The barrier island of South Padre is located off the coast of Texas’s southern tip in Cameron County and is a popular tourist destination with over 4 million annual visits. The only road access to and from the island is a four-lane causeway, 2.3 miles in length, that routinely experiences heavy traffic. Twenty years ago, a barge crashed into the Queen Isabella Causeway, destroying a portion of the bridge. It quickly became apparent how reliant South Padre Island (SPI) is on the causeway and raised questions regarding its lack of disaster resilience. Local boosters and government responded by proposing and planning for the construction of a second causeway that would provide an additional emergency response route and facilitate economic development. However, the planned location for the new bridge crosses through sensitive seagrass beds that this construction would permanently fragment. The habitats for numerous threatened and endangered species would be destroyed, thereby reducing the ecological resilience of the area. Social–ecological theory focuses on the interconnectedness between humans and ecosystems and their symbiotic nature. Yet in the case of SPI, these two dimensions of social–ecological resiliency are in competition with one another. The proposed causeway would ostensibly enhance disaster preparedness and foster economic development but at the expense of the degradation of crucial ecological habitats. This case study provides insight into the contradictions between ecological resilience and disaster resilience from the standpoint of various stakeholders.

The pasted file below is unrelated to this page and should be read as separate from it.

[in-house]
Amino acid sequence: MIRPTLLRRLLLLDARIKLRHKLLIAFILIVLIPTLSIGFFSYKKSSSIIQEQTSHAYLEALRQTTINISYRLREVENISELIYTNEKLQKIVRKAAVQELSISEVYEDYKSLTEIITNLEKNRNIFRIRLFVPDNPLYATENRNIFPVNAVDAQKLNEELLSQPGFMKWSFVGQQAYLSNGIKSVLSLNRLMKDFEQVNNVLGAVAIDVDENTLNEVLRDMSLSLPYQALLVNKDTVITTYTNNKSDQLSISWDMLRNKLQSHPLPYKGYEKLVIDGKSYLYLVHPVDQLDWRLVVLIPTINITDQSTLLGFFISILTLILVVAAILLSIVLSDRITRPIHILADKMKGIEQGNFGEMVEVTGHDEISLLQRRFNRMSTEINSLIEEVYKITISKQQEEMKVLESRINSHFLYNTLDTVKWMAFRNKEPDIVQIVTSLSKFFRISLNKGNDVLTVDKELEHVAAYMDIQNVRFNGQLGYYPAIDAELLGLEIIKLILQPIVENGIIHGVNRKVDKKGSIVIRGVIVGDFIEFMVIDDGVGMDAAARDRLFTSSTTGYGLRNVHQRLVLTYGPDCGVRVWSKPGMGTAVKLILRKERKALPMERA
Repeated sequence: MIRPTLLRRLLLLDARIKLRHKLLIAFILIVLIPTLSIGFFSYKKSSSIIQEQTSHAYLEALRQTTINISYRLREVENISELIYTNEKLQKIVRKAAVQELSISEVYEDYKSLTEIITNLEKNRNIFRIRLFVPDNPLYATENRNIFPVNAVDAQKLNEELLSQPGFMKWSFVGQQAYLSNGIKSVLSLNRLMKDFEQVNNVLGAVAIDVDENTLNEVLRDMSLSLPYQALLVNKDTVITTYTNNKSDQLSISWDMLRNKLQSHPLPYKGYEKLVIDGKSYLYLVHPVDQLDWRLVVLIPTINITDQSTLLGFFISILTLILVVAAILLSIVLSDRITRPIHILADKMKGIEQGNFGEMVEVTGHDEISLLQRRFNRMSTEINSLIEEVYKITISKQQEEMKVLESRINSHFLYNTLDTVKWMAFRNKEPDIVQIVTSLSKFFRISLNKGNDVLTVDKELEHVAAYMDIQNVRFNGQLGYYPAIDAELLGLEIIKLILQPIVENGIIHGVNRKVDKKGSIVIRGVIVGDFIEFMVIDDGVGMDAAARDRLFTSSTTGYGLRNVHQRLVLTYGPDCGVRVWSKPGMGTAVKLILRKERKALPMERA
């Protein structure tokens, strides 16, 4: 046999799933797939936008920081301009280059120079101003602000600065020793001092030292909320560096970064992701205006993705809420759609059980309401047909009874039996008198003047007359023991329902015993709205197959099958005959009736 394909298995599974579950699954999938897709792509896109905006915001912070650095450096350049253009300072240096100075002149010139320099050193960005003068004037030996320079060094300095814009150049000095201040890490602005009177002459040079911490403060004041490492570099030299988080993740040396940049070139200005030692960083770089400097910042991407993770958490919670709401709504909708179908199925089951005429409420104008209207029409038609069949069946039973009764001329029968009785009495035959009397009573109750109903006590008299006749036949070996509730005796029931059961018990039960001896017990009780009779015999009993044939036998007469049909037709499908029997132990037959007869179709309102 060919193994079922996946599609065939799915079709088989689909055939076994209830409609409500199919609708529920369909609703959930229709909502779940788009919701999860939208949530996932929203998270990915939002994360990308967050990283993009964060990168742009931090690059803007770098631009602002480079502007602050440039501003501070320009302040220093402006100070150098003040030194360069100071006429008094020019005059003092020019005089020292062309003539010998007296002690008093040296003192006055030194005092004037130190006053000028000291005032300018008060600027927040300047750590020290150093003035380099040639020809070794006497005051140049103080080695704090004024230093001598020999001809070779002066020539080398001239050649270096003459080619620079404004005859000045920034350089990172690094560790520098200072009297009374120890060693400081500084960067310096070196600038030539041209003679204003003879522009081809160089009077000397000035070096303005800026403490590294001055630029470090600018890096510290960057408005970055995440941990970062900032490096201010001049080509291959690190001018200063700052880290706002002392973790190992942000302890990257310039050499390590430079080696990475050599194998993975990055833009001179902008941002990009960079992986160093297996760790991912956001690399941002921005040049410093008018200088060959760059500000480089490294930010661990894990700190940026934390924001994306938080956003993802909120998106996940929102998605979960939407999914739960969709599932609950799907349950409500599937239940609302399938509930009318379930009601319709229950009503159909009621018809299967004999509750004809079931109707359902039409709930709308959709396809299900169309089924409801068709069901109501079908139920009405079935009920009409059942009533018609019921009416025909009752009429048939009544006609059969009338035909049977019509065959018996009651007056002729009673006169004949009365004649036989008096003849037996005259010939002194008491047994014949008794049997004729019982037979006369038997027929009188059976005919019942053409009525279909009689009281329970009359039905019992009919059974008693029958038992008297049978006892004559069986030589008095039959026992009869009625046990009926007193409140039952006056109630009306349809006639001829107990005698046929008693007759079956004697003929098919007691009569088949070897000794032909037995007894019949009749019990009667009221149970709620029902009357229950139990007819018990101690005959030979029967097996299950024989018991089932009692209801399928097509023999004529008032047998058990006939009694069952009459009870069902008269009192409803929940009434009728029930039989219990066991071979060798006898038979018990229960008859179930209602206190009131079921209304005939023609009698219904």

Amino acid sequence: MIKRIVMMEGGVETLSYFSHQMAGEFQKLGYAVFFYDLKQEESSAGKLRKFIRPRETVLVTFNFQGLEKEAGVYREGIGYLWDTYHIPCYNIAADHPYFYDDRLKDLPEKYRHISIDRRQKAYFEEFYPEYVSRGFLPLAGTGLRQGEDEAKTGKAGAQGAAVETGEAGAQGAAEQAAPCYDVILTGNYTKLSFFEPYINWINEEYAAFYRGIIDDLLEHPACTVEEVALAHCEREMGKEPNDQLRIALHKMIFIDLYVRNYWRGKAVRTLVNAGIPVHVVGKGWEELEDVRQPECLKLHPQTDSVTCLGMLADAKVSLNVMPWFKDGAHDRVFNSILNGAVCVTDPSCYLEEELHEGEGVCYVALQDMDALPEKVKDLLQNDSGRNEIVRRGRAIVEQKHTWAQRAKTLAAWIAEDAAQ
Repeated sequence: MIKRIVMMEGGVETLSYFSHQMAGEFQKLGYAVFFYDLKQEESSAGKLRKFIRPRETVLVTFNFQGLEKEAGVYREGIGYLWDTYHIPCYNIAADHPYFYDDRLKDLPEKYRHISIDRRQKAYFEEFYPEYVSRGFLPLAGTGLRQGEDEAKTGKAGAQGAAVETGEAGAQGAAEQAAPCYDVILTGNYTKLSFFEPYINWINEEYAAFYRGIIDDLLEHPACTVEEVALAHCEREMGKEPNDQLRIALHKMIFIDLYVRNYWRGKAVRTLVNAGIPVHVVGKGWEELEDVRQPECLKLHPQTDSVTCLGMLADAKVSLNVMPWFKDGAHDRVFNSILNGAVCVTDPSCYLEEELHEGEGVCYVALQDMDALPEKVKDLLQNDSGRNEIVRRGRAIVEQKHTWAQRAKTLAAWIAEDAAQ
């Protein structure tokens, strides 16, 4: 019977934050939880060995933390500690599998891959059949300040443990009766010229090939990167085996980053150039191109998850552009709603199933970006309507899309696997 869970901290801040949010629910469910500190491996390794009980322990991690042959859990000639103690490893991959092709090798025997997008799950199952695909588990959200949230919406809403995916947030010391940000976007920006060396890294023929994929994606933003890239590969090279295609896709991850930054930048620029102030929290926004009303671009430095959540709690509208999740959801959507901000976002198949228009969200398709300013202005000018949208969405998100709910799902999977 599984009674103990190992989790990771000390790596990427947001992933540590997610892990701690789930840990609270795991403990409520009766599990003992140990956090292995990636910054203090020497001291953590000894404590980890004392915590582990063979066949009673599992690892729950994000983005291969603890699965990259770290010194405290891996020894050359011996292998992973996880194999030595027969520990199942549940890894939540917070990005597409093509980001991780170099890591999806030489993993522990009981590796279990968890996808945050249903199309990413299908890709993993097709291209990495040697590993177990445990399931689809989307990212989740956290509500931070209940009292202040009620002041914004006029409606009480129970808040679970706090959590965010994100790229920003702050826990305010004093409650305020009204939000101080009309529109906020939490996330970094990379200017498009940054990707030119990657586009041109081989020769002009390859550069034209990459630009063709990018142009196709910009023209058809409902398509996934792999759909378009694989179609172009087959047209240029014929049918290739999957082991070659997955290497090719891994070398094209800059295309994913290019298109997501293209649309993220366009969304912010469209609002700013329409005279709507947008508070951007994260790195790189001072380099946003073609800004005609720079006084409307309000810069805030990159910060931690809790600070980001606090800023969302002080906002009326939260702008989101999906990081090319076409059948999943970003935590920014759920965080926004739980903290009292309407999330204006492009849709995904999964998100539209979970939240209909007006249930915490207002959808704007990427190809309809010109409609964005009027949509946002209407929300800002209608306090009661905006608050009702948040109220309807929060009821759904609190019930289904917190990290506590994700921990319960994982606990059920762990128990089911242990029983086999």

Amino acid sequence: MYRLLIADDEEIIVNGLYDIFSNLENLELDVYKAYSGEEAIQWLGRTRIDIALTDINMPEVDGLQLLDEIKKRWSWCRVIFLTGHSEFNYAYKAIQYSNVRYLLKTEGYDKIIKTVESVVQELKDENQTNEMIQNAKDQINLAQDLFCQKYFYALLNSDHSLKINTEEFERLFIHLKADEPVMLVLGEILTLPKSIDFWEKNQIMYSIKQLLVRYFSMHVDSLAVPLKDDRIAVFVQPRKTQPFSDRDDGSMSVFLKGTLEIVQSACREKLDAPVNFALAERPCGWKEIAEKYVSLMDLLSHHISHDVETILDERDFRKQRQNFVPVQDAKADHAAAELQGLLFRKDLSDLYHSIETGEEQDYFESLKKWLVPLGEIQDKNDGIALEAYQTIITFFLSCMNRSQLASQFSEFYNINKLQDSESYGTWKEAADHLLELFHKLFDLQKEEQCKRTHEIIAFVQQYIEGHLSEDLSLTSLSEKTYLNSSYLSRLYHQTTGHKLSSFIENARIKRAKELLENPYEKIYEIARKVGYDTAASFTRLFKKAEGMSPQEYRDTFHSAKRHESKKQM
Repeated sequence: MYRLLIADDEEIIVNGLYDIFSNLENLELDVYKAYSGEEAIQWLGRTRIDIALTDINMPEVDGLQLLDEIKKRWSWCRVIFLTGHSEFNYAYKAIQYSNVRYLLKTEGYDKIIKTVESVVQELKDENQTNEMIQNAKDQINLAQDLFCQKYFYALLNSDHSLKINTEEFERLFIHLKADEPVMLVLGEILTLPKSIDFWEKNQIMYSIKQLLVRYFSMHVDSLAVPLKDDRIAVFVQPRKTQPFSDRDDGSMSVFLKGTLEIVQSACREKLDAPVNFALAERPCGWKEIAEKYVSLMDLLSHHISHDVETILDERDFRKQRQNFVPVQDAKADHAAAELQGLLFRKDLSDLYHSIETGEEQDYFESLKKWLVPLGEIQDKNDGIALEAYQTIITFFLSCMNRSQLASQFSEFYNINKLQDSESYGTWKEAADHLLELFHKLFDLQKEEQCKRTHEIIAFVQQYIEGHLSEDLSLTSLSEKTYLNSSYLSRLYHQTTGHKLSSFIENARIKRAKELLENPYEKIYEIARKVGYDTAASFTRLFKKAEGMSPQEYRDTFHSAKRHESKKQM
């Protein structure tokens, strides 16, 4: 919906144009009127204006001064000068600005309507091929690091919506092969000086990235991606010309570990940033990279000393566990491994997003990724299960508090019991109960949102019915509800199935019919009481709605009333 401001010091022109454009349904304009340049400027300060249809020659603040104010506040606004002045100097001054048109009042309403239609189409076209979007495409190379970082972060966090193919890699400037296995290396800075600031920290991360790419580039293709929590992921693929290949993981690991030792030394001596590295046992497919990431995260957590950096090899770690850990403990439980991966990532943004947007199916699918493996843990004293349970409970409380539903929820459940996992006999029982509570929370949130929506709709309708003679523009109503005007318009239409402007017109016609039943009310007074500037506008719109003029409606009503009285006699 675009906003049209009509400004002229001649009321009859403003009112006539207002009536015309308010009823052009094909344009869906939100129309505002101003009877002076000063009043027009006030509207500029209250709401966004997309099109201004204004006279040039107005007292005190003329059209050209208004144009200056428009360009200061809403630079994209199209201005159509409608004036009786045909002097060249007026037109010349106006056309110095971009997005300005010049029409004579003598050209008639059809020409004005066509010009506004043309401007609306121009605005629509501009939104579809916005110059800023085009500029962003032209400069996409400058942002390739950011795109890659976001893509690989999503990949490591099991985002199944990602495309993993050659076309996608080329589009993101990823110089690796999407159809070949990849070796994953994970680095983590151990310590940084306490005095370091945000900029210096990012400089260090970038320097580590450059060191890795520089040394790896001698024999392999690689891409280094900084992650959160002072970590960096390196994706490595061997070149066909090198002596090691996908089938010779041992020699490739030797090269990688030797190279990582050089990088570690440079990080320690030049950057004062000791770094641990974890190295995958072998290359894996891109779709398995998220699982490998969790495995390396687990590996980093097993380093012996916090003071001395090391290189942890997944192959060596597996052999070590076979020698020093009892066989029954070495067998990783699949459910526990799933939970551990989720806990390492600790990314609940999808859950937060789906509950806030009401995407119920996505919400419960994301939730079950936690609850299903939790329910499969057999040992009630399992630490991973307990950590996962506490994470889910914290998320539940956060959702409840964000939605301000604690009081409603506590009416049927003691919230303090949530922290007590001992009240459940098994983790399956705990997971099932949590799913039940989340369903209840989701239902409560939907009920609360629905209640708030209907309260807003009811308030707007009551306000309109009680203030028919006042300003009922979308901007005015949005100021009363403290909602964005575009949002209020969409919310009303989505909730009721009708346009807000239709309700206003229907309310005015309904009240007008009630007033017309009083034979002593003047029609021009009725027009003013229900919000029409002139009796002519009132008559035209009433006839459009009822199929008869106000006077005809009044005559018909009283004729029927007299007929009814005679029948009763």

Disaster Resilience Versus Ecological Resilience and the Proposed Second Causeway to South Padre Island
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Juliet Vallejo, Katia Sanchez, Evelyn Roozee, Owen Temby; Disaster Resilience Versus Ecological Resilience and the Proposed Second Causeway to South Padre Island. Case Studies in the Environment 4 January 2022; 6 (1): 1714379. doi: https://doi.org/10.1525/cse.2022.1714379
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